Absolute monarchy, or despotic monarchy, is a form of monarchy in which one ruler has supreme authority that is not restricted by any written laws, legislature, or customs. These are often, but not always, hereditary monarchies, in contrast, in constitutional monarchies, the head of states authority derives from and is legally bounded or restricted by a constitution or legislature. Some monarchies have weak or symbolic legislatures and other bodies that the monarch can alter or dissolve at will. Countries where a monarch still maintains absolute power are Brunei, Oman, Saudi Arabia, the individual emirates composing the United Arab Emirates, Swaziland, in Ancient Egypt, the Pharaoh wielded absolute power over the country and was considered a living god by his people. In ancient Mesopotamia, many rulers of Assyria and Sumer were absolute monarchs as well, in ancient and medieval India, rulers of the Maurya, Satahavana and Chalukya Empires, as well as other major and minor empires, were considered absolute monarchs.
In the Khmer Empire, the kings were called Devaraja and Chakravartin, in Kingdom of Siam, the kings were esestablished Somburanaya-sittiraj. Throughout Chinese history, many emperors and one empress wielded absolute power through the Mandate of Heaven, in pre-Columbian America, the Inca Empire was ruled by a Sapa Inca, who was considered the son of Inti, the sun god and absolute ruler over the people and nation. Throughout much of European history, the right of kings was the theological justification for absolute monarchy. Many European monarchs, such as those of Russia, claimed supreme autocratic power by right. James VI of Scotland and his son Charles I of Scotland and England tried to import this principle, there is a considerable variety of opinion by historians on the extent of absolutism among European monarchs. Some, such as Perry Anderson, argue that quite a few monarchs achieved levels of absolutist control over their states, a widely held story about Louis XIV of France is that he proclaimed Létat, cest moi.
What Louis did say was, The interests of the state come first, when one gives these priority, one labors for ones own good. These advantages to the state redounds to ones glory, although often criticized for his extravagances, such as the Palace of Versailles, he reigned over France for a long period, and some historians consider him a successful absolute monarch. More recently, revisionist historians have questioned whether Louis reign should be considered absolute, the King of France concentrated in his person legislative and judicial powers. He was the judicial authority. He could condemn men to death without the right of appeal and it was both his duty to punish offenses and stop them from being committed. From his judicial authority followed his power both to make laws and to annul them and this law consequently authorized the king to abolish all other centers of power. Most important was the abolition of the Council of the Realm and his actions largely originated the militaristic streak of the Hohenzollern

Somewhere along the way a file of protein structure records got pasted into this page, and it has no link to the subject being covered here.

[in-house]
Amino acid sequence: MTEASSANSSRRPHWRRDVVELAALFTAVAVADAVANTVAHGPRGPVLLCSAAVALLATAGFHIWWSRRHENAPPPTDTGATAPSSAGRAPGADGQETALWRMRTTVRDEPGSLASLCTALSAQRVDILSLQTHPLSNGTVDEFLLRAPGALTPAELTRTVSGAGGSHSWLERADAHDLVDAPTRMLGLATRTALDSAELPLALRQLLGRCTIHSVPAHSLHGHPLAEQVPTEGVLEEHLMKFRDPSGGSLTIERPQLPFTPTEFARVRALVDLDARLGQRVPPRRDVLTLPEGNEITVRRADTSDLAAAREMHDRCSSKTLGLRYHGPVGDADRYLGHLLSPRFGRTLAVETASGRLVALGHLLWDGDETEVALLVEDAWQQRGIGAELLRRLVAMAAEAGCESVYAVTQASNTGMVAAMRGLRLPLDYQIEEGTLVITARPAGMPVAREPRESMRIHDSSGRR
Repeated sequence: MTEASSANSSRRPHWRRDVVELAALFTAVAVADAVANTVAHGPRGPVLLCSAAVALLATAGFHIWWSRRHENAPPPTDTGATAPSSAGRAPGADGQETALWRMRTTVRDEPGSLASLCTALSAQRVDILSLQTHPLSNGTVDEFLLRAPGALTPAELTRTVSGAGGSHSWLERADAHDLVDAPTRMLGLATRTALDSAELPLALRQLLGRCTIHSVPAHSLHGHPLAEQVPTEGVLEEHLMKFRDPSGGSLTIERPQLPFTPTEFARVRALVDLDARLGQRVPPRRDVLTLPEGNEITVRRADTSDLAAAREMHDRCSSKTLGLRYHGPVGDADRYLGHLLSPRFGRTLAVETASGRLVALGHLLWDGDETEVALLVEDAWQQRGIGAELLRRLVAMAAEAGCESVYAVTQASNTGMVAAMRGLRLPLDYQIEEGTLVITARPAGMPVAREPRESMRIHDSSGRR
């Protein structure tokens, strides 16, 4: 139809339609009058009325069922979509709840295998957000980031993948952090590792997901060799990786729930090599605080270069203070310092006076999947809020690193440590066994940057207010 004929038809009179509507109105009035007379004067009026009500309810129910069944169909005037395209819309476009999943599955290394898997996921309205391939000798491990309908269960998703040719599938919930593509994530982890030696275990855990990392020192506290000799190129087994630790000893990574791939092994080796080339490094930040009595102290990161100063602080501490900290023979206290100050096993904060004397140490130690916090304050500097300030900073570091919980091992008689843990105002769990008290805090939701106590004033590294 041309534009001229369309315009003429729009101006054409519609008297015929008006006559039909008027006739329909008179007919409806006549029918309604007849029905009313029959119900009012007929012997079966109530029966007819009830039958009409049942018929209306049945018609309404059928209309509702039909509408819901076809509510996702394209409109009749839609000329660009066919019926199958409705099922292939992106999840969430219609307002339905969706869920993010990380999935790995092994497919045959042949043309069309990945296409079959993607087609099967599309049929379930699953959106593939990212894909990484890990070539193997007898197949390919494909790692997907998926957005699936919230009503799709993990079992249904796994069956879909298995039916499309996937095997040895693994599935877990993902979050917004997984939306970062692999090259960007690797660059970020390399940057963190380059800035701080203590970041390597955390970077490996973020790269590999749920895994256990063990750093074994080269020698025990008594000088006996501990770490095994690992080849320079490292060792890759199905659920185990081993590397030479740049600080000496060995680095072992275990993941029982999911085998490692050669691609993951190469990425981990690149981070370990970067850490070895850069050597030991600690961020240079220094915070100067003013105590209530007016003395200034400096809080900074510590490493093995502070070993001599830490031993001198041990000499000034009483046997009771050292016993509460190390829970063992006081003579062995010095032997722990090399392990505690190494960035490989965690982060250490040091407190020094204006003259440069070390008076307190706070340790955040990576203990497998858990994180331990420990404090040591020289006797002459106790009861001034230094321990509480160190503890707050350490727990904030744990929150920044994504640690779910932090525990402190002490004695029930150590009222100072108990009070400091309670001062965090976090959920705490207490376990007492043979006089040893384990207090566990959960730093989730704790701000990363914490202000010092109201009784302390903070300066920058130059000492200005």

Joachim-Napoléon Murat was a Marshal of France and Admiral of France under the reign of Napoleon. He was the 1st Prince Murat, Grand Duke of Berg from 1806 to 1808 and he received his titles in part by being Napoleons brother-in-law through marriage to his younger sister, Caroline Bonaparte, as well as personal merit. He was noted as a daring and charismatic cavalry officer as well as a flamboyant dresser and was known as the Dandy King. In 1789, an affair forced him to resign, and he returned to his family, by 1790, he had joined the National Guard, and when the Fête of the Nation was organized on 14 July 1790, the Canton of Montaucon sent Murat as its representative. Then he became reinstated into his old regiment, an ardent Republican, Murat wrote to his brother in 1791 stating he was preoccupied with revolutionary affairs and would sooner die than cease to be a patriot. This garnered for him the support of the Republicans, for he rejoined his regiment and was promoted to Corporal in April of that year.
By 19 November 1792, he was 25 years old and elated at his latest promotion. As a sous-lieutenant, he thought, his family must recognize that he had no tendency for the priesthood. One of the Ministers had accused him of being an aristocrat, confusing him with the family of Murat dAuvergne. In the autumn of 1795, three years after King Louis XVI of France was deposed and counter-revolutionaries organised an armed uprising, on 3 October, General Napoleon Bonaparte, who was stationed in Paris, was named commander of the French National Conventions defending forces. This constitutional convention, after a period of emergency rule, was striving to establish a more stable. Bonaparte tasked Murat with the gathering of artillery from a suburb outside the control of the governments forces, Murat managed to take the cannons of the Camp des Sablons and transport them to the centre of Paris while avoiding the rioters. The use of these cannons – the famous whiff of grapeshot – on 5 October allowed Bonaparte to save the members of the National Convention, for this success, Joachim Murat was made chef de brigade and thereafter remained one of Napoleons best officers.